What Ivan Learned from Organizing Internships

for junior developers in Ruby

Posted by Alexander Todorov on Sun 25 September 2016

This is a summary of Ivan Nemytchenko's talk at EuRuKo yesterday (slides here). I'm writing this because that was the best talk both in terms of content and visual presentation I saw at the conference and because it is closely related to my work with HackBulgaria.

The short story is that at some point Ivan was mentoring several junior developers and saw the need to scale this effort so he did a call for interns and got back 60 replies.

What an Intern Gets

  1. Projects in their portfolio
  2. Working experience, including team work
  3. Developing an entire product from idea to production

Ivan wanted to find suitable interns who have basic Ruby on Rails knowledge and who could invest a minimum of 20 hours per week of their time so he devised an aptitude test of 3 parts.

Part 1 is developing basic functionality of the product. Part 2 was adding different user types which require different validation logic, etc. Part 3 was adding "purchasing" logic via external APIs. In Part 3 intentionally there was no code review!

The final result was shit! That was the purpose of the test. The reasoning being that there is no right or wrong way to solve the problems he presented to the interns. Instead he wanted to make them think and decide on a solution. Then feel the pain of their decision. Ivan argues that what made us senior developers are these pains we have experienced at some point in our careers, those fuck-ups that we did in some old project. All of them made us better in our job because we could learn from the mistakes we've made and more importantly understand the consequence of our decisions.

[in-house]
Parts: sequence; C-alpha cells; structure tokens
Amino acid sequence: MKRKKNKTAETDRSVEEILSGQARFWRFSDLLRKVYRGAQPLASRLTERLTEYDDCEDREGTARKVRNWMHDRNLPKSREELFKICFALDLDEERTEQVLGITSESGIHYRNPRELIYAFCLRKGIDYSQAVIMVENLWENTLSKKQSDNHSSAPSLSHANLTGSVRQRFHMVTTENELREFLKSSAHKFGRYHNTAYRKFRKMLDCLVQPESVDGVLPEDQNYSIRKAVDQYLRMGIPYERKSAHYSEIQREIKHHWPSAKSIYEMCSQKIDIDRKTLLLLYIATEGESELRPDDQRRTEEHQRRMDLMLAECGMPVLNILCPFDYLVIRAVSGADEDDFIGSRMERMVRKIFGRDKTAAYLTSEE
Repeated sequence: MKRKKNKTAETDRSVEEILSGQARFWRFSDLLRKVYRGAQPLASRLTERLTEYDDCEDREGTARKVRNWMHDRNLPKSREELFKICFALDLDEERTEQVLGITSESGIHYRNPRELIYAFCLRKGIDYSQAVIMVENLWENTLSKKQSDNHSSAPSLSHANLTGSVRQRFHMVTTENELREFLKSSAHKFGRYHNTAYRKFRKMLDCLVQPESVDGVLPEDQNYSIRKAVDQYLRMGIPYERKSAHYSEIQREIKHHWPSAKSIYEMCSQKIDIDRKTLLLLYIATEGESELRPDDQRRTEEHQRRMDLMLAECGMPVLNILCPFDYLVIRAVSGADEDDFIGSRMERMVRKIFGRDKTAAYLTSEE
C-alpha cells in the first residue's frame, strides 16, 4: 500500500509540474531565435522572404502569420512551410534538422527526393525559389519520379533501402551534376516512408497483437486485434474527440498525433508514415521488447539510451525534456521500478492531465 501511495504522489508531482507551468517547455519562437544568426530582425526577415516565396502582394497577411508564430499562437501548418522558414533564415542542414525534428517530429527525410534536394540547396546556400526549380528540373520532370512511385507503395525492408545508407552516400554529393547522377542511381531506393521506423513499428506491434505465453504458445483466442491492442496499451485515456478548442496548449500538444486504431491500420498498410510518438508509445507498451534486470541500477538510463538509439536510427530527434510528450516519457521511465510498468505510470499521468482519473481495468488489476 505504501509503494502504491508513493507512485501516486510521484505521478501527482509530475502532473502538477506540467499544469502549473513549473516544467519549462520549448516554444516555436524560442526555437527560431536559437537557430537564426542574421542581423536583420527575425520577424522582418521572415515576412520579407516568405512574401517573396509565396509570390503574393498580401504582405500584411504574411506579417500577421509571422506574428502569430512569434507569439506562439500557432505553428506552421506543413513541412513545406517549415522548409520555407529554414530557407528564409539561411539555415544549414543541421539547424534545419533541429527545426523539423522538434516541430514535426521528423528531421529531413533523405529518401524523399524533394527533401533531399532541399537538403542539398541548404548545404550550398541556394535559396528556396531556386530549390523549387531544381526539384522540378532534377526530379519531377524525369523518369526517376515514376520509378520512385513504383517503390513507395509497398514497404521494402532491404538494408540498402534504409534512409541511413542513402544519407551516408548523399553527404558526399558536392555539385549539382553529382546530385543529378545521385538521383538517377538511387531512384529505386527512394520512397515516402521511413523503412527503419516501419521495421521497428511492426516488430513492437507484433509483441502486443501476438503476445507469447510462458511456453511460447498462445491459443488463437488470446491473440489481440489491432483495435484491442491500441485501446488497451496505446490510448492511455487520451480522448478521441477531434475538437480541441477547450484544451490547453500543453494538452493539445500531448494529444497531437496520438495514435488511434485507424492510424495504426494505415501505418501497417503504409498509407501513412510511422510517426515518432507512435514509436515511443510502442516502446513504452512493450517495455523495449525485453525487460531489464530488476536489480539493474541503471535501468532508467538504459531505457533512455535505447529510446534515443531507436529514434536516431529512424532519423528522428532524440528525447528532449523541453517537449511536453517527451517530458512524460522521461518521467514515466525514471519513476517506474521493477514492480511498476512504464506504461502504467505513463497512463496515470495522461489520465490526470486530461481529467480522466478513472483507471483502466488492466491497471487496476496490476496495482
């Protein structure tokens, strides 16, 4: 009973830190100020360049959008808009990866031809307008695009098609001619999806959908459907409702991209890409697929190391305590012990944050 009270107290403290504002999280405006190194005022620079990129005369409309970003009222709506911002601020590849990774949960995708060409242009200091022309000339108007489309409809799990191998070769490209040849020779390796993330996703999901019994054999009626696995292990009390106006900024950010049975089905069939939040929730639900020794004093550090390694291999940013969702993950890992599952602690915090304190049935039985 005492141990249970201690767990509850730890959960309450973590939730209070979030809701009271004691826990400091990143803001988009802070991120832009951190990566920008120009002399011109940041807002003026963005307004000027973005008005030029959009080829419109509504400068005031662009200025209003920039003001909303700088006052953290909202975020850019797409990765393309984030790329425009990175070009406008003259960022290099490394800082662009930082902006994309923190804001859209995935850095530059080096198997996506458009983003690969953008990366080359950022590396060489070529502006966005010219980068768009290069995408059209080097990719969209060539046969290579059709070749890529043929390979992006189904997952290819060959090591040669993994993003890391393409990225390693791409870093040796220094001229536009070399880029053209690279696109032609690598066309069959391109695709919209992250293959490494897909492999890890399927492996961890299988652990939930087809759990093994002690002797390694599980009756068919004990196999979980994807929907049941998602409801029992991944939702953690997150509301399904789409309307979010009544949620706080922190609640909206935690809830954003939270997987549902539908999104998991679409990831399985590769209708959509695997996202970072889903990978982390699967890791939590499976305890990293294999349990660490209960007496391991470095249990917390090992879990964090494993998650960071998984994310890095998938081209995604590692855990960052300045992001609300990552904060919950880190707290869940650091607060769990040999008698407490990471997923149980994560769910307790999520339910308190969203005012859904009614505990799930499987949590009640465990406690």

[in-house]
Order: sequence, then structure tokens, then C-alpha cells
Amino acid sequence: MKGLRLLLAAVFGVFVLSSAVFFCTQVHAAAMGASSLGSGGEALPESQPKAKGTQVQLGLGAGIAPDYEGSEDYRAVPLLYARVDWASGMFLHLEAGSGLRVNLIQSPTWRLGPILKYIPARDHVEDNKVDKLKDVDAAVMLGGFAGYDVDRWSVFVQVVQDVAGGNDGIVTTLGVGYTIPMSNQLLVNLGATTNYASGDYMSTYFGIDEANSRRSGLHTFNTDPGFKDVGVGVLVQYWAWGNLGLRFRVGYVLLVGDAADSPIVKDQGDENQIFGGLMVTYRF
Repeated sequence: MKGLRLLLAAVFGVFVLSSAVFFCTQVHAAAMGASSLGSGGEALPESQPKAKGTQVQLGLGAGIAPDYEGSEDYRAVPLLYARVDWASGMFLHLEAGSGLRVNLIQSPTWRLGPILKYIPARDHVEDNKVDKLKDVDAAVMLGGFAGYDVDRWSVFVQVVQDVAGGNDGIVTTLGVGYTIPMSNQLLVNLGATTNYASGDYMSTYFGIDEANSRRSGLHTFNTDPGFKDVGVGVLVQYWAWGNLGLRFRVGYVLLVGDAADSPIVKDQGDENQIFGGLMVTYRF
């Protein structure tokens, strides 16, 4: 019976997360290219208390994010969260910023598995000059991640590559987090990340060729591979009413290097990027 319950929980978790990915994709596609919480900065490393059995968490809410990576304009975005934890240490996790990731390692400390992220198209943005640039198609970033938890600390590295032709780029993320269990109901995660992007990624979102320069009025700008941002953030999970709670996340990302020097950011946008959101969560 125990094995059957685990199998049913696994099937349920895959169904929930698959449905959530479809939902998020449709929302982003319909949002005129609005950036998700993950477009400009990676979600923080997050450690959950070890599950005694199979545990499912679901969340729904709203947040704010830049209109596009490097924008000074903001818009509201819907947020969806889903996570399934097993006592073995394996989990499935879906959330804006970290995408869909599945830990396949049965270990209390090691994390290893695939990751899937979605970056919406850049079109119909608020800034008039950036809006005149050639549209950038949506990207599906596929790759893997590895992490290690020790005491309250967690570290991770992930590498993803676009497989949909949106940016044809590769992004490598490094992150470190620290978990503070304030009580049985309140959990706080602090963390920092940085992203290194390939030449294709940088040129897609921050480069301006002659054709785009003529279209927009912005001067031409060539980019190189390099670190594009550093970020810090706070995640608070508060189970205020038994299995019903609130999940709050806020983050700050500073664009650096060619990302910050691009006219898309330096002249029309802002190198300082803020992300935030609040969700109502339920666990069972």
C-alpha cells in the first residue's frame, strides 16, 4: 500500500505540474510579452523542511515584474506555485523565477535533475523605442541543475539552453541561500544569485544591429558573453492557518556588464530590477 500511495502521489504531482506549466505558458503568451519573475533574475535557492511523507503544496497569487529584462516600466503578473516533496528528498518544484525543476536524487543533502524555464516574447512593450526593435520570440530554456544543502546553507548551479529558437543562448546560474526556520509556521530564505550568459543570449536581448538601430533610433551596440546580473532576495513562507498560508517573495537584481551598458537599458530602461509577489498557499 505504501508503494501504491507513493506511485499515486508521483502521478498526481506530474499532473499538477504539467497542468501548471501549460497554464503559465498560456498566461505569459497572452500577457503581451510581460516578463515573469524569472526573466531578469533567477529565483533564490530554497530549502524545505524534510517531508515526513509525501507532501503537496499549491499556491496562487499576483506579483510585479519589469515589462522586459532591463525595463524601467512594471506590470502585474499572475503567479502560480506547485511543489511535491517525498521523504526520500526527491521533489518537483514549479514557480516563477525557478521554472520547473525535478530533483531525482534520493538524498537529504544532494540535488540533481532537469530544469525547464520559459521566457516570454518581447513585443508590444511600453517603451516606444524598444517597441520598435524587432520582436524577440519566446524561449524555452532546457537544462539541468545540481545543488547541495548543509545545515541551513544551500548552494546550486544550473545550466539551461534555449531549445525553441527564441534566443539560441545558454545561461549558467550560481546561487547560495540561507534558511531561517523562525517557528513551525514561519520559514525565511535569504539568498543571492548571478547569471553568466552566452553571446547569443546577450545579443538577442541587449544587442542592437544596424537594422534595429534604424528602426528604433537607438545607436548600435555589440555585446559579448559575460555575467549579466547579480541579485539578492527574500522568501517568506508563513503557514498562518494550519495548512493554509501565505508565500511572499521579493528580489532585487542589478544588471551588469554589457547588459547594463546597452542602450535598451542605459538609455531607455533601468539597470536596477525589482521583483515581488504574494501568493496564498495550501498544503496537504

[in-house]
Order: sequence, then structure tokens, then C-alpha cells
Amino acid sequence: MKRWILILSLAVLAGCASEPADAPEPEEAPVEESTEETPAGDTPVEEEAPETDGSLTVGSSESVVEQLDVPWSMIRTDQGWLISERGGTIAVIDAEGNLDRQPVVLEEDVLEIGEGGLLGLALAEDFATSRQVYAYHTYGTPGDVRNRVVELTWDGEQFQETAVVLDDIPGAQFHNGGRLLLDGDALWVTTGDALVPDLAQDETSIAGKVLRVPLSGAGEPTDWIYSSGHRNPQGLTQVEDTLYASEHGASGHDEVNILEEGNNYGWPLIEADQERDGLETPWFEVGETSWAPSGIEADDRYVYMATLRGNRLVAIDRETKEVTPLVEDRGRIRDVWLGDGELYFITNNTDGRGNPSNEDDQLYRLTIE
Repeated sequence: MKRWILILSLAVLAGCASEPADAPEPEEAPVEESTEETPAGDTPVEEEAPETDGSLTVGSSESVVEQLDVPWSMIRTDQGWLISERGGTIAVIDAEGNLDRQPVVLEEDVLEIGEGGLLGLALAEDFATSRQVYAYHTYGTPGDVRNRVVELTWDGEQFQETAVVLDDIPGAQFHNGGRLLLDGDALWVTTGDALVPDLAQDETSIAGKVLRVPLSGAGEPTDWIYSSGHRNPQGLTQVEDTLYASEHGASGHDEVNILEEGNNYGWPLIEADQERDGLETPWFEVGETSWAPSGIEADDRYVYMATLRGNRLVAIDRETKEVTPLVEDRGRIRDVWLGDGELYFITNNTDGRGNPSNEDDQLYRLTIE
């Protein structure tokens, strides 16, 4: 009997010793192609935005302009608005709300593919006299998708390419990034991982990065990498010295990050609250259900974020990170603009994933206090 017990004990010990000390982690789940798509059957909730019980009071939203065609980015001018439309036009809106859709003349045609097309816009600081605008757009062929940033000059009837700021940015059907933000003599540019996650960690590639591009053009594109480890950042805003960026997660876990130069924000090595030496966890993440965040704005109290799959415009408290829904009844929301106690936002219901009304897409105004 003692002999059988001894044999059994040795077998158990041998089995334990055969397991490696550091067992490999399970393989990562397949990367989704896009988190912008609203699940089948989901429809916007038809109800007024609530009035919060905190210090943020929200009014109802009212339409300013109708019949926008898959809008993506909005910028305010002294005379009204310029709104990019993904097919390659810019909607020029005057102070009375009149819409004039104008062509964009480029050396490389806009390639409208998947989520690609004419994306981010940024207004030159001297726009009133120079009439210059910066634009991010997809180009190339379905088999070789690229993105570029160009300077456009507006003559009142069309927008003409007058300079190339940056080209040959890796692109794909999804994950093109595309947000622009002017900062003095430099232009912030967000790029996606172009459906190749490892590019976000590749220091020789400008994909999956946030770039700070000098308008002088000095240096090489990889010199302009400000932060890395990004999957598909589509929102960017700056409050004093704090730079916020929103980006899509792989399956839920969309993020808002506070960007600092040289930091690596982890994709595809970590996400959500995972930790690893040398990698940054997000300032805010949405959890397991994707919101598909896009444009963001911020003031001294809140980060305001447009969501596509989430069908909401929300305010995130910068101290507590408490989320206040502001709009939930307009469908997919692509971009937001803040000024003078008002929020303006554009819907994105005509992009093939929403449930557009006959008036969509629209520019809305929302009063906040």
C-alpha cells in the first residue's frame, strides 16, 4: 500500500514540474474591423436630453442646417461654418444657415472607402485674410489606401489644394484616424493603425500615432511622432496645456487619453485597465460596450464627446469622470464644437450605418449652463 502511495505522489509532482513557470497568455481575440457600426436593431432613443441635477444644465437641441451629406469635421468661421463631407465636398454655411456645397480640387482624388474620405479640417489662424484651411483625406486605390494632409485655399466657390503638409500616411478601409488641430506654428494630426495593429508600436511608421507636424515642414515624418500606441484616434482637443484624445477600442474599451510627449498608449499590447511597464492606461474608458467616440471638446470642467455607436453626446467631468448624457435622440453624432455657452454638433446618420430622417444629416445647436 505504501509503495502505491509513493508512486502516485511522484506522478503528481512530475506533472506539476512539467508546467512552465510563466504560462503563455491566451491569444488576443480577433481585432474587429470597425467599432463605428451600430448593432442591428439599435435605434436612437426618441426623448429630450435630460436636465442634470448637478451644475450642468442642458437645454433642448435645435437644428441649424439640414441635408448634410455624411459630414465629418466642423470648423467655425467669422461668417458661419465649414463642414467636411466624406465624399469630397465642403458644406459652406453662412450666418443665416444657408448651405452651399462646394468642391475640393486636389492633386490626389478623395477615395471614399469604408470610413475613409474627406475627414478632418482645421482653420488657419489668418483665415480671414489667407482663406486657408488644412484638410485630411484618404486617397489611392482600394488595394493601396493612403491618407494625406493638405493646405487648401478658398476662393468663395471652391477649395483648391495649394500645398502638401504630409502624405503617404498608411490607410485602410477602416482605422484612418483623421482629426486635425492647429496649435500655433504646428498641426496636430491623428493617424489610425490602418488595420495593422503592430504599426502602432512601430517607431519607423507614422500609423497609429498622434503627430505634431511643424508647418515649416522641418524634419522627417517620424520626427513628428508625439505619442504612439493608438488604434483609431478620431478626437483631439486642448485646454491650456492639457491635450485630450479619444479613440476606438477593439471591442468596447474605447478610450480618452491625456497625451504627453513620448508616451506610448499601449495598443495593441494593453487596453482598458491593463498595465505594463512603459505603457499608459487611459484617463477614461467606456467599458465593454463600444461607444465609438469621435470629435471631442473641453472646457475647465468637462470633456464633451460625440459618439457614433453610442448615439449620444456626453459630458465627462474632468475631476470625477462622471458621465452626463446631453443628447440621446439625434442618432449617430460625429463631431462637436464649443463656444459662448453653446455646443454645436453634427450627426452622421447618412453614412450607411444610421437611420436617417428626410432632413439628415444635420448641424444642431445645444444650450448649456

The common mistakes Ivan saw were:

  • Ignoring levels of abstraction;
  • Using too many gems without knowing or understanding their limitations;
  • Gems were treated as the only way to solve a problem. More importantly changing this way was out of the question;
  • Interns didn't know about service objects, well even some experienced developers seem to not know that;
  • Business logic was all around the place;
  • Bad naming all around

The next thing Ivan did was a group hangout code review followed by a short lecture about design patterns, a refactoring session and finally cross code review. At the end the product was delivered as expected.

Following these initial efforts Ivan continued (with even more interns, or the next group of them I think) by asking interns to develop internship automatization, that is a means for the system to distribute tasks based on git commits, tags, etc so it can scale. They've added an admin dashboard and started working on an open source alternative to NewRelic (if I got that correctly). He was also able to enlist 2 more mentors to help him.

Problems Ivan found:

  • Not enough mentors and external projects to work on for all of the interns;
  • Treating a project as not real (e.g. not a real world product) is a mistake;